Last month, we discussed the role tea played in the Revolutionary War. This month, we’re going to talk about another war that still had Britain’s love of tea as a central component of the Opium War. Sound intriguing? That’s because it is.
Britain’s Financial Woes Are Far from Over
As we mentioned in our previous post, the British people had fallen head over teacups in love with tea which, at the time, they could only import from China. Imported Chinese tea was expensive, and while England was turning out its pockets to buy Chinese tea, the Chinese were not so keen on buying anything from England. No “scratch my back and I’ll scratch yours” goin’ on here.
In addition to having a super-expensive tea habit, England was heavily in debt from the French and Indian War, the Seven Years’ War (also with France, but on European soil) and now the Revolutionary War. Imposing taxes on the American colonists had backfired as a source of revenue. Something had to be done.
Smuggling Opium into China
By the late 1700s, opium had become a big problem in China. So much so that in 1799, the Qing Dynasty Jiaqing Emperor issued an imperial decree banning imports of the drug. This was another blow to England’s income stream; the British East India Company, which had begun growing opium in Bengal, India, had been importing opium into China for several years through an elaborate trading scheme involving both legal and illegal methods. With the opium trade embargo, they would have to find ways to smuggle opium into China or lose this valuable revenue.
Since the East India Company’s ships could not carry opium to China, the opium they grew in Bengal was sold in Calcutta to small traders who smuggled it in. This practice went on for years and had a devastating effect on the Chinese people and economy. In 1799, when the Chinese opium trade ban was implemented, roughly 4,500 chests were being imported. By 1838, just prior to the First Opium War, illegal imports had risen to 40,000 chests. The Chinese government knew something had to be done.
The First Opium War
In 1839, the Chinese Daoguang Emperor, having rejected the notion of legalizing and taxing opium, oversaw the confiscation of some 20,000 chests of opium and ordered a blockade of foreign ships. In response, the British government sent a military force to China, and the Royal Navy used its superior ships and weaponry to attack and ultimately defeat the Chinese Empire.
What followed changed the course of Chinese history. In 1842, China was forced to sign the Treaty of Nanking that, among many favorable concessions for the British, included the ceding of Hong Kong to the British Empire. The treaty was the first step in opening the Chinese market to global commerce and the opium trade. The ease of the Chinese defeat and the concessions they were forced to make marked what became known as the “Century of Humiliation.” While critics condemned the actions of the British government in supplying opium to the Chinese people, others have argued that if it hadn’t been England and opium, some other country would eventually have engaged in a battle with China to get them to open their trade practices. Nevertheless, it is not one of the British Empire’s proudest moments in history.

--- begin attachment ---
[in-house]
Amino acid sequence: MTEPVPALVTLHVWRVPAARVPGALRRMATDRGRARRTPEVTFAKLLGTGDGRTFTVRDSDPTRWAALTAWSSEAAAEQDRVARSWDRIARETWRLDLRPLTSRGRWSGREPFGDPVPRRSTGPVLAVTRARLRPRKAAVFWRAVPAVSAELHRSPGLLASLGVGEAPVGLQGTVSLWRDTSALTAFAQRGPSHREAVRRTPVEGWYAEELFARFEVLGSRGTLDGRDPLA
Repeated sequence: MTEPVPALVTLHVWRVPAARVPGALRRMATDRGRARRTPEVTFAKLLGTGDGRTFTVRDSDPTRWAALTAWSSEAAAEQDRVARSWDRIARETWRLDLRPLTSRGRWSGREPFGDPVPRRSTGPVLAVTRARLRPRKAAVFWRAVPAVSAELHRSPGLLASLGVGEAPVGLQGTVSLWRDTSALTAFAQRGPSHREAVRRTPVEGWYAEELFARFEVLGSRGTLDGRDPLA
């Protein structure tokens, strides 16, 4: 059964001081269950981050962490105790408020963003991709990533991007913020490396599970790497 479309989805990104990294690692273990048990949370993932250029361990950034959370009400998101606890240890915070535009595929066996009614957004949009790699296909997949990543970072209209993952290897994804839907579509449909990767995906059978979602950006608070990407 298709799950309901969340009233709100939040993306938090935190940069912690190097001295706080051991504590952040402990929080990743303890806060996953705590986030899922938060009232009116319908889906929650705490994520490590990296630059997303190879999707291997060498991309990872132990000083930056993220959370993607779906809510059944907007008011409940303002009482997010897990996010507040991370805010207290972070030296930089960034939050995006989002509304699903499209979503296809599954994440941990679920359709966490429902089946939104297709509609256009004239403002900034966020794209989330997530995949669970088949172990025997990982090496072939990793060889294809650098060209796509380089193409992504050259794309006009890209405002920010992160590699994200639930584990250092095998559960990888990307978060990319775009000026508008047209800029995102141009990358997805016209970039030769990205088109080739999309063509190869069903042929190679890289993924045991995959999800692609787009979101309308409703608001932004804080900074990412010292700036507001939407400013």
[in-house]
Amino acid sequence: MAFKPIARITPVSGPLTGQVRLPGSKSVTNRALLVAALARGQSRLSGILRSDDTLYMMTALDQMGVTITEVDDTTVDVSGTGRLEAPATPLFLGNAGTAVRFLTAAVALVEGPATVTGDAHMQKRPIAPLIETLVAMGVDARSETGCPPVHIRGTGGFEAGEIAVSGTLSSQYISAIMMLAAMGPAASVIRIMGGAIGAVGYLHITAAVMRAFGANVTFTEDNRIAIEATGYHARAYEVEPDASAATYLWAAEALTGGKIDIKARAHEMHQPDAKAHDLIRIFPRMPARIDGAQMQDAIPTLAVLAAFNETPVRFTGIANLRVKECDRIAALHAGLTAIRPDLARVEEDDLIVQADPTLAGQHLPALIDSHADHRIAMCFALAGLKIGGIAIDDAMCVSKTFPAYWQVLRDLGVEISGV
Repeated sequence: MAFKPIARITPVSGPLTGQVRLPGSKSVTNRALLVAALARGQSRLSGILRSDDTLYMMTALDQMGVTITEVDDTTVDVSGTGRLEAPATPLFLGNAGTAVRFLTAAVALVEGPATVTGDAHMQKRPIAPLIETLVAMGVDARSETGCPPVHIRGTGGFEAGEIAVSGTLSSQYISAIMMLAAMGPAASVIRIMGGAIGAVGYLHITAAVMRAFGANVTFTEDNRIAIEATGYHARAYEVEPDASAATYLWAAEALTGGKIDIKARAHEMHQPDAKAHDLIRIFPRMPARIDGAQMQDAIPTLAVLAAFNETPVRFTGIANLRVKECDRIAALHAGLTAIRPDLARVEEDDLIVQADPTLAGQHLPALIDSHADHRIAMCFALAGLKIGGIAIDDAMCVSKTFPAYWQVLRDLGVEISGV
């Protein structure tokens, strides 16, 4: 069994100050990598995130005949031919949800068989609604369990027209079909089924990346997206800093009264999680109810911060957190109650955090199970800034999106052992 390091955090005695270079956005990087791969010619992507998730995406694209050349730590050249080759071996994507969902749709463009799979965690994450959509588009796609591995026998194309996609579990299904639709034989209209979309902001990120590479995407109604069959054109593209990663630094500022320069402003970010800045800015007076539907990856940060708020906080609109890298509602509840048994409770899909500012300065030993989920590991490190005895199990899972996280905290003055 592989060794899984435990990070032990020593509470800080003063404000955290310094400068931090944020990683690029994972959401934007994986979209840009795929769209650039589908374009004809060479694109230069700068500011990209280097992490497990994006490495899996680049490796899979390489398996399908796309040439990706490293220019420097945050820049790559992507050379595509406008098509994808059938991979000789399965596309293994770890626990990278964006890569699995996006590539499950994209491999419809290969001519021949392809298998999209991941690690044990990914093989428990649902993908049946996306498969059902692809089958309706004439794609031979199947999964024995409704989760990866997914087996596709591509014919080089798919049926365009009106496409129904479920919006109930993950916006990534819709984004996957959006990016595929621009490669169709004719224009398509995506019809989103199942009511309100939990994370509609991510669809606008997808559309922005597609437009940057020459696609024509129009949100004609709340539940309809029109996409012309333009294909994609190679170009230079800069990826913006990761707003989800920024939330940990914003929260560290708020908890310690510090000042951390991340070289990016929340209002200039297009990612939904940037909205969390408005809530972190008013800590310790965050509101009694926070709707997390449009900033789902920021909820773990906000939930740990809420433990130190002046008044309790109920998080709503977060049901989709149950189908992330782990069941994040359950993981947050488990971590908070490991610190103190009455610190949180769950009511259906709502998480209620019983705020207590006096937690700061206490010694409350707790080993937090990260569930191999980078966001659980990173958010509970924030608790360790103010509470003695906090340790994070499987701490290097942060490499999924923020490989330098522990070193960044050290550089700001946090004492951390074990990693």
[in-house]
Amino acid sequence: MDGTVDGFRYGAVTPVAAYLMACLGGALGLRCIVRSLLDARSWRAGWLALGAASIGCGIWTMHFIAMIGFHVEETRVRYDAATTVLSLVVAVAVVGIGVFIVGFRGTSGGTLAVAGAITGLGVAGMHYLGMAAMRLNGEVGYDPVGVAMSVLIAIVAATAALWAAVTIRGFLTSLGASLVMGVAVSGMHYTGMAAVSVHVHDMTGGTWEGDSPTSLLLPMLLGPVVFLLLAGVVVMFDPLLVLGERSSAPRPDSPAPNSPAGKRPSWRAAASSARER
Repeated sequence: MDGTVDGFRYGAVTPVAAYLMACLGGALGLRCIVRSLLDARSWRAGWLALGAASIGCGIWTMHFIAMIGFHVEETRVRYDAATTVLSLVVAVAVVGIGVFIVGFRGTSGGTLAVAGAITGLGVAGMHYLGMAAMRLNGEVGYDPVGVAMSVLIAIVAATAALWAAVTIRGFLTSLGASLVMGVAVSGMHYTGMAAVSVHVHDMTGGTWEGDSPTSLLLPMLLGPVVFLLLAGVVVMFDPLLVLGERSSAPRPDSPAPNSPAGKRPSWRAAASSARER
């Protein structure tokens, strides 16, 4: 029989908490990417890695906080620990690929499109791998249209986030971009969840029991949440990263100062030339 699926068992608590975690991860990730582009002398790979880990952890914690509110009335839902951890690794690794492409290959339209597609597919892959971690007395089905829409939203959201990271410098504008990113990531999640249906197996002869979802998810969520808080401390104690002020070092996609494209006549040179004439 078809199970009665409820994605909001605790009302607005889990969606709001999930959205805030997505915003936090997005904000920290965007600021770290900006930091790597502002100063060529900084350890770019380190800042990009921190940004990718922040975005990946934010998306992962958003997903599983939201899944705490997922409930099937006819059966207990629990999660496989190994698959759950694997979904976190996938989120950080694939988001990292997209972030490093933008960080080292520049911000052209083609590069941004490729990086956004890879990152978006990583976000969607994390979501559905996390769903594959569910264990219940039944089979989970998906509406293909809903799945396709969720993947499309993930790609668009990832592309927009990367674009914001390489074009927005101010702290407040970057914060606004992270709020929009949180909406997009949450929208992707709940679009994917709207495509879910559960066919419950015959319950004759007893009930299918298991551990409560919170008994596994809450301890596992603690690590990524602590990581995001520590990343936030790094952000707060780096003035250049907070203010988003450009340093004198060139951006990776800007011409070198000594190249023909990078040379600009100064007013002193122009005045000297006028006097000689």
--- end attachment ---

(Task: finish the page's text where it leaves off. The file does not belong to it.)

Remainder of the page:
(If you’re wondering about the Second Opium War, it was a war that saw the British and French fighting together against the Qing dynasty over issues dealing with the exporting of opium to China. It lasted from 1856-1860 and again resulted in defeat and further sanctions against China.)
Meanwhile, Back at the Tea Ranch
During all this, the East India Company had been working on an alternate plan to source tea from somewhere other than China. So, Great Britain sent industrial espionage agents to China, of course, to steal tea plants and see if they could be grown in their new colony of India. (For a great read about this act of tea espionage, read For All the Tea in China written by our friend Sarah Rose. The Washington Post said, “If ever there was a book to read in the company of a nice cuppa, this is it.”) After much trial and error, by the end of the 19th century they had established immense plantations in the Indian substates of Darjeeling and Assam as well as the small island of Ceylon (now called Sri Lanka). Those same plant-stealing envoys also unobtrusively observed the Chinese ancient methods of growing, harvesting and shaping small batches of tea entirely by hand, but eventually devised more efficient, mechanical ways to make teas that revolutionized the tea industry.
These new Indian plantations proved such a success that by 1906, the British were buying from China only five percent of the tea they had bought 30 years before. There’s some irony in the fact that a war that was brought about in good measure over the fact that buying tea from China was a crippling expense… and just a few decades later the British were growing and buying their own.
So… the next time you make a cup of a Chinese black tea like Golden Monkey, a lovely Indian tea like Organic Assam, Orange Pekoe or Darjeeling, or a classic like English Breakfast, remember the role tea played in the Revolutionary and Opium wars. Saluting your cup or tin is optional.